The defending World Series champion Chicago Cubs need to make a few moves at the MLB trade deadline to get back to the Fall Classic.

Has there been a World Series hangover in Chicago?

The Cubs finally broke through and won a World Championship for the first time in more than a century in 2016, and with a roster packed with young talent, the club had the look of a dynasty. Instead, Chicago has spent the bulk of the 2017 season looking up at the Milwaukee Brewers in the NL Central division standings, and at whatever powerful NL West team wasn’t in first place at the time in the Wild Card race.

On July 1, the Cubs fell to 40-41 after a 5-3 loss to the Reds, which put them three games out in the division race and seven back in the Wild Card standings. For comparison’s sake, Chicago had a 10-game division lead and 51-28 record on that date last season.

What’s different? Injuries have played a role. Jason Heyward and Kyle Hendricks are both on the disabled list, and Brett Anderson made six largely terrible starts before a back injury sent him to the 60-day DL. Also, pitching has taken a step back overall, especially in the starting rotation. Hendricks, who won the NL ERA crown last season, has a 4.09 ERA in 11 starts. Ace Jake Arrieta has a 4.67 ERA after posting a 2.42 ERA combined over the three previous years.

Also, the Cubs had a historically great defense in 2016. Last season, Chicago had the best Defensive Efficiency of all-time according to Baseball Prospectus, having recorded outs on 74.5 percent of balls in play. According to FanGraphs, the Chicago had 69.0 Defensive Runs Above Average last season, by far the most in the majors. This year, the Cubs have recorded a slightly above average 9.8 Def, which ranks ninth in baseball and 15.0 behind the best defense in baseball, the Reds.

While there’s no dire need to go out and acquire defensive stalwarts, improvements can be made to the roster – especially in the starting rotation. But, the Cubs are in a unique position to make a major splash in the summer trade market because of their deep pockets and deep farm system.

If there’s one team capable of adding two or three big names in July, it’s Chicago. With that in mind, we explore five trades the Cubs should make before the July 31 MLB trade deadline.

Cubs Trade Needs and Assets


Starting pitching

Far and away the biggest need on the Cubs roster today is starting pitching. Chicago starters have combined for a 4.54 ERA through Saturday, which ranks No. 15 in the majors and in the middle of the pack in the National League.

Jon Lester is the only Cubs pitcher with more than five starts under his belt to post an ERA under 4.00, though Mike Montgomery has a 3.58 ERA in five starts since moving into the rotation June 9, and has a 2.80 ERA in 64.1 innings this season. Arrieta and Hendricks have both taken a step back, as has John Lackey. Adding a front-line starter to stabilize the rotation should be priority No. 1.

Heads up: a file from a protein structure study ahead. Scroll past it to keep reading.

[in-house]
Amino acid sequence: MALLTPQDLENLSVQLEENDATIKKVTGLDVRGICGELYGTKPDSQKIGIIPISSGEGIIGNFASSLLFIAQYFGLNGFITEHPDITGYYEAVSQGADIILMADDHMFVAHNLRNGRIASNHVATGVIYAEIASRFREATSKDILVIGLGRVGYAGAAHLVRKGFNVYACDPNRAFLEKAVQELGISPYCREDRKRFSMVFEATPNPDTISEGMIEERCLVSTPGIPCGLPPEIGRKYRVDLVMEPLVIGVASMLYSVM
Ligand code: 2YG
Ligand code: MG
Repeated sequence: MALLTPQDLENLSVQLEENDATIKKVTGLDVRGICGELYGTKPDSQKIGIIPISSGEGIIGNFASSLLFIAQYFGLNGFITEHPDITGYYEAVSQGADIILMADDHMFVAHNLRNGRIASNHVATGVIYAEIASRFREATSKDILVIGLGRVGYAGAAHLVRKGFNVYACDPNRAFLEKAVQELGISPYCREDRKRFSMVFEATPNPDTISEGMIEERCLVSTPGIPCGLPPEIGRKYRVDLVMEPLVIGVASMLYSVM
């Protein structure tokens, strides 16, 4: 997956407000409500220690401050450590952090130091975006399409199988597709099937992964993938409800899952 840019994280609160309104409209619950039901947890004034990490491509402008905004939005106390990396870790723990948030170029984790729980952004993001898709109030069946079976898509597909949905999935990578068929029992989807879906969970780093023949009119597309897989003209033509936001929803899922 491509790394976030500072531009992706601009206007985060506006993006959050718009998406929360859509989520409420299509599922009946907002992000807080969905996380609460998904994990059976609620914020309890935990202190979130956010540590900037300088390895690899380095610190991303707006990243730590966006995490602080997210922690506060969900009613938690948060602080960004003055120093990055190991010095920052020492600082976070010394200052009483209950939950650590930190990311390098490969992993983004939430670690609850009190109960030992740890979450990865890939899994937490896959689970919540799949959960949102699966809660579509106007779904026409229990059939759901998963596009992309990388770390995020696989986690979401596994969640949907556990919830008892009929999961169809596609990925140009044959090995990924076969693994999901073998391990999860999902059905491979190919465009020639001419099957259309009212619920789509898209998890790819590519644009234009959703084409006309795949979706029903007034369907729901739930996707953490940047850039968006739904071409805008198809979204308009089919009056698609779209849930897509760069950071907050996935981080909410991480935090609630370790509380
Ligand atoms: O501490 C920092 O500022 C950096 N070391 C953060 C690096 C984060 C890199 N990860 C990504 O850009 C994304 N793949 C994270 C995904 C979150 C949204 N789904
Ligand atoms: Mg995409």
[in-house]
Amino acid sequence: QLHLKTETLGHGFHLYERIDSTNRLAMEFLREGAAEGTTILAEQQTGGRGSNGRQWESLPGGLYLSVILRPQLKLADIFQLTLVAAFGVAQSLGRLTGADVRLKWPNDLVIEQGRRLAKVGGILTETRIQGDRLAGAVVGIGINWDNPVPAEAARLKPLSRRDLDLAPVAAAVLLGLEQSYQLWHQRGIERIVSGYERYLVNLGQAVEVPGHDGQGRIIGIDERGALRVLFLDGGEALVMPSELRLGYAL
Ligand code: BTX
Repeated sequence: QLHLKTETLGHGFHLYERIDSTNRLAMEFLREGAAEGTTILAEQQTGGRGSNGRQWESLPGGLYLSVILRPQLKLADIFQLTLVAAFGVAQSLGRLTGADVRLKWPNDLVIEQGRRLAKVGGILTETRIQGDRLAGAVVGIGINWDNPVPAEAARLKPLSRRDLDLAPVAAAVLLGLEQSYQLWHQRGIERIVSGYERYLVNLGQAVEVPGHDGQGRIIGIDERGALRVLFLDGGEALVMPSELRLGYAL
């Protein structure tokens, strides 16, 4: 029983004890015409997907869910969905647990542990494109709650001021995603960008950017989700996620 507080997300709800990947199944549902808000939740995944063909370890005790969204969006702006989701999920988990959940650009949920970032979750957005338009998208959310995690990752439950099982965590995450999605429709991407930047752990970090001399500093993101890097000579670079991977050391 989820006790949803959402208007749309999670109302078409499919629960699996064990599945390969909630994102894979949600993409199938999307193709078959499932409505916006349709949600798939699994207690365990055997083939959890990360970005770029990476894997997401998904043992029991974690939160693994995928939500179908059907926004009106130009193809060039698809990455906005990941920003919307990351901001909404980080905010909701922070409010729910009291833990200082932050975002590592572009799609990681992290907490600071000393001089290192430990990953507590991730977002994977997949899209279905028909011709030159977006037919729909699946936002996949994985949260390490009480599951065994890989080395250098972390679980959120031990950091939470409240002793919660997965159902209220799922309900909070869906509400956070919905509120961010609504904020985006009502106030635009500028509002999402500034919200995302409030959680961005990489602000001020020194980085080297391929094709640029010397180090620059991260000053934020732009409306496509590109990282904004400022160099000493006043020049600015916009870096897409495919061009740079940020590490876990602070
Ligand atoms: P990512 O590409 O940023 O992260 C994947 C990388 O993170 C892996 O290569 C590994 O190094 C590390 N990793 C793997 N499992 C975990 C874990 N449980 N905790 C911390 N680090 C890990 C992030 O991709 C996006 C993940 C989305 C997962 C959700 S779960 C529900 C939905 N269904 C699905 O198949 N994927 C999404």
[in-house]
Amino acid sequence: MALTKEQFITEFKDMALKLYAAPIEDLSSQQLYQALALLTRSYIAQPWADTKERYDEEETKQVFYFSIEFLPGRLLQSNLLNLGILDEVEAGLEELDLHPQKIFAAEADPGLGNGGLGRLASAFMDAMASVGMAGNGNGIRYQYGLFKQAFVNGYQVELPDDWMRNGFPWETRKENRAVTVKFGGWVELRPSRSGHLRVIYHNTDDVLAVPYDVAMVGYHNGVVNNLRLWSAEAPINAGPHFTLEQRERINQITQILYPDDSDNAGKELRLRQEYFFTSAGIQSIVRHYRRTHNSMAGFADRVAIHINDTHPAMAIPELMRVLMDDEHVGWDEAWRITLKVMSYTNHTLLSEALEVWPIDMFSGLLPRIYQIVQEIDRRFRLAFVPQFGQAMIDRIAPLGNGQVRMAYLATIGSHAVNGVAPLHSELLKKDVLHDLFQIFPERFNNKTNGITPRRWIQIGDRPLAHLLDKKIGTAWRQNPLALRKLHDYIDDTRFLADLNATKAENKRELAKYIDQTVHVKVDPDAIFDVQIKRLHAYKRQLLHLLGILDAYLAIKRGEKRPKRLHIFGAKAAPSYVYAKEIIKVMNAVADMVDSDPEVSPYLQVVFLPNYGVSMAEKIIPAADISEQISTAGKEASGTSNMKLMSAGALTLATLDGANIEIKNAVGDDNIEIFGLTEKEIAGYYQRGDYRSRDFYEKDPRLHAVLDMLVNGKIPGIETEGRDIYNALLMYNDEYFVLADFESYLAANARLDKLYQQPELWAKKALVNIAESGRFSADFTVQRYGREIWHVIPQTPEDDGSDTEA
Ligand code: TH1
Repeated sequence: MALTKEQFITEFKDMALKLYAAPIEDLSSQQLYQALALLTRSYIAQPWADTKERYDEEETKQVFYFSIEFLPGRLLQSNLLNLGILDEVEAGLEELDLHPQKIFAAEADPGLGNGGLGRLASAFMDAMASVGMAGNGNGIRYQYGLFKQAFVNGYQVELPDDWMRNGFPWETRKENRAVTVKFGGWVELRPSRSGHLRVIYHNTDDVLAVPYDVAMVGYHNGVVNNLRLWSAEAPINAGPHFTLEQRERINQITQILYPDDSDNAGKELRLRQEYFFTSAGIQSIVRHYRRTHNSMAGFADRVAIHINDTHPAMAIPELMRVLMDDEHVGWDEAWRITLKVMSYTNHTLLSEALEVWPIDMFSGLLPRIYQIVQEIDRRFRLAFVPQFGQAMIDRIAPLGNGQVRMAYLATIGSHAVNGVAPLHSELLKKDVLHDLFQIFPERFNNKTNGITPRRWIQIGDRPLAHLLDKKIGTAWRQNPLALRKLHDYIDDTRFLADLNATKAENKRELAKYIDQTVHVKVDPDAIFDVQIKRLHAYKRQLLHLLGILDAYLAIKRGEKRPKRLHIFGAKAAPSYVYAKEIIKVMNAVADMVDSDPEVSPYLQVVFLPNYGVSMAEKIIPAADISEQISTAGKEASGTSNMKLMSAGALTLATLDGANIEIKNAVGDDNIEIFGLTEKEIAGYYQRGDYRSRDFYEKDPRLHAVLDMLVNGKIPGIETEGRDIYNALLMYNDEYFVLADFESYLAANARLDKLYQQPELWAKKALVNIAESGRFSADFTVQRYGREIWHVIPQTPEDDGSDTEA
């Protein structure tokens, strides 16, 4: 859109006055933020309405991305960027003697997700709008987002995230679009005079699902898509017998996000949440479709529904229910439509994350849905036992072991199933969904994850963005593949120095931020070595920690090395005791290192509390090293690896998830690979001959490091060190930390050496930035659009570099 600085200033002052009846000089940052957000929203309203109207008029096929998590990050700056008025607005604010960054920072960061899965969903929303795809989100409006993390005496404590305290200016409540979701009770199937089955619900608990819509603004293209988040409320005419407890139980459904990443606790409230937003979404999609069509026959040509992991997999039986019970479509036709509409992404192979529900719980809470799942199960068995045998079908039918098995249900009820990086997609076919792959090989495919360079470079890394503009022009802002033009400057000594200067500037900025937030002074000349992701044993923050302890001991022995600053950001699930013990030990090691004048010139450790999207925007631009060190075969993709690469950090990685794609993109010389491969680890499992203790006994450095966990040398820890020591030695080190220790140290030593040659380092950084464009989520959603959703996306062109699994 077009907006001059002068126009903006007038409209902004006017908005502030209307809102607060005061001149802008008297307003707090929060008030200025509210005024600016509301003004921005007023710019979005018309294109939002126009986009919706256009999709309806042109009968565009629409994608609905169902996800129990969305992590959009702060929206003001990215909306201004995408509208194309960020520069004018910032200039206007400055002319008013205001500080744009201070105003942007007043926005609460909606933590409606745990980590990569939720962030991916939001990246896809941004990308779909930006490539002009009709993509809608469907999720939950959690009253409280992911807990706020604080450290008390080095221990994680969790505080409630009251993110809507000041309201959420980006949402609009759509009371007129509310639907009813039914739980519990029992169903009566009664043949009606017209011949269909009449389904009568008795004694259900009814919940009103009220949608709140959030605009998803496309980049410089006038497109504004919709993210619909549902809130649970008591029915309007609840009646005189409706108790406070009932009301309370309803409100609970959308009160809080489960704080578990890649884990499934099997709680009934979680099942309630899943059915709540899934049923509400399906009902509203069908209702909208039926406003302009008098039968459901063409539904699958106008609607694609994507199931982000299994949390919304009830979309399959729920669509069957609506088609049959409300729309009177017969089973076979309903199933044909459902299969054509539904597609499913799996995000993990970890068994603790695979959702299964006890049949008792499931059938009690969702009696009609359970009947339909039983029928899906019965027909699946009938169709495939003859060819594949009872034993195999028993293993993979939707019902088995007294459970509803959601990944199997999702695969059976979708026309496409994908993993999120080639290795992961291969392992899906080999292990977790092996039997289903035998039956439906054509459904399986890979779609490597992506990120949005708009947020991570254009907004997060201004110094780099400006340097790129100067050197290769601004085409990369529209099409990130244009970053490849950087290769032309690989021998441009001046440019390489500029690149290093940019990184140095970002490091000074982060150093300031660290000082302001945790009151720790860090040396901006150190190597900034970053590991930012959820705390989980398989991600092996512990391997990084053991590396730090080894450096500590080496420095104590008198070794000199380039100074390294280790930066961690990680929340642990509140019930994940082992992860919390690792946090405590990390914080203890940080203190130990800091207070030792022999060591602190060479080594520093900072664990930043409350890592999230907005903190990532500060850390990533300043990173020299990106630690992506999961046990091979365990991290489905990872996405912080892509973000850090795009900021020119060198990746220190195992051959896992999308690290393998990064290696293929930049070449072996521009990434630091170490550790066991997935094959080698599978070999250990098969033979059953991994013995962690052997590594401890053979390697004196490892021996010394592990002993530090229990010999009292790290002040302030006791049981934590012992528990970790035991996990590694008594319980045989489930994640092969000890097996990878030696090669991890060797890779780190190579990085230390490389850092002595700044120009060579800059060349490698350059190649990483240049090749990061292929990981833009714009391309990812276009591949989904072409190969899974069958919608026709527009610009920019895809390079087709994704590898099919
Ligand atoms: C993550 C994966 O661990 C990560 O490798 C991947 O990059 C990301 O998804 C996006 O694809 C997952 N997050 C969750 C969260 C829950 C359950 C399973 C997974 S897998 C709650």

This one is a little less obvious, particularly because manager Joe Maddon doesn’t currently see the need for his team to steal bases. With a lineup that isn’t built to steal, the Cubs rank 28th in the majors with 24 stolen bases this season. However, there might be a time down the stretch of the season, or more so in the postseason, when it makes sense to put an electric base runner on the roster, and let him loose on the base paths to help manufacture a run.


Baseball Prospectus Organizational Talent Ranking: 13 Top 100 Prospects: 3 Top 10 Prospects

  • Eloy Jimenez, OF
  • Dylan Cease, RHP
  • Jeimer Candelario, 3B/1B
  • Oscar De La Cruz, RHP
  • Mark Zagunis, OF
  • Trevor Clifton, RHP
  • Jose Albertos, RHP
  • J. Wilson, OF
  • Eddy Martinez, OF
  • Thomas Hatch, RHP

The biggest name potentially available to the Cubs’ suitors is Kyle Schwarber, who was a World Series hero last season before struggling at the big league level this year. Though he’s hit just .171/.295/.378, Schwarber has 12 home runs in 258 plate appearances as a major leaguer this season, and he’s has the ability to play multiple positions.

Primarily a left fielder in Chicago, Schwarber was demoted to Triple-A in June and has hit four homers in seven games for the Iowa Cubs. Expect Schwarber back in the big leagues before long, though teams will surely be calling about the former top prospect prior to the trade deadline.

And speaking of top prospects, Eloy Jimenez ranks No. 8 in’s Top 100 prospect rankings. Jimenez has one of the most powerful bats in the minor leagues, and he’s sure to be on the top of everyone’s list when trying to make a trade with the Cubs.

Likely still two years from the majors, Chicago would likely need to be blown away to deal Jimenez. However, with the names on our list, it’s safe to say each of the trade packages that follow would require at least Schwarber or Jimenez and two or three other top 20 prospects. Current big leaguers like Tommy LaStella and Albert Almora might also be available.

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